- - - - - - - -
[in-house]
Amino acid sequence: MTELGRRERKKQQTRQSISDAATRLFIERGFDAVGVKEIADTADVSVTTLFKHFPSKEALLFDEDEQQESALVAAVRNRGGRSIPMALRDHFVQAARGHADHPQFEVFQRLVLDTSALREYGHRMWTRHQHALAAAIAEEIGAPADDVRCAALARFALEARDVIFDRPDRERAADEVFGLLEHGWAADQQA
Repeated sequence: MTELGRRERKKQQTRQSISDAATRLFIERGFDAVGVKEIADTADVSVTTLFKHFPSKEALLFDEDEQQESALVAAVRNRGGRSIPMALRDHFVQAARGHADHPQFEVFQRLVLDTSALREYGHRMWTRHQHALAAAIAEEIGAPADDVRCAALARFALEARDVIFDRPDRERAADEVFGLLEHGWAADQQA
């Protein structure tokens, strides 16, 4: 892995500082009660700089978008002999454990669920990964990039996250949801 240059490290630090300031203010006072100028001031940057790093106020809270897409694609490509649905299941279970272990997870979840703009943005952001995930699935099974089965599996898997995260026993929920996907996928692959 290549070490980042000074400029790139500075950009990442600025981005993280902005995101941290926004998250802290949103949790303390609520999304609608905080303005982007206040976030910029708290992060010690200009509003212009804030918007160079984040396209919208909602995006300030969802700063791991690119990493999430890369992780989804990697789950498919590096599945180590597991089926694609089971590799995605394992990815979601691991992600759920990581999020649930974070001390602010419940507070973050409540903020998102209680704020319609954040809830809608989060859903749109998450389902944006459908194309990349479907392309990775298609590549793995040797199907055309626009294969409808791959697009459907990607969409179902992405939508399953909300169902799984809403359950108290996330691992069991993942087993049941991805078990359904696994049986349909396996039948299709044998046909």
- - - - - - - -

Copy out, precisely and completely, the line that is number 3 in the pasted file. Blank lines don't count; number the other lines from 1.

Repeated sequence: MTELGRRERKKQQTRQSISDAATRLFIERGFDAVGVKEIADTADVSVTTLFKHFPSKEALLFDEDEQQESALVAAVRNRGGRSIPMALRDHFVQAARGHADHPQFEVFQRLVLDTSALREYGHRMWTRHQHALAAAIAEEIGAPADDVRCAALARFALEARDVIFDRPDRERAADEVFGLLEHGWAADQQA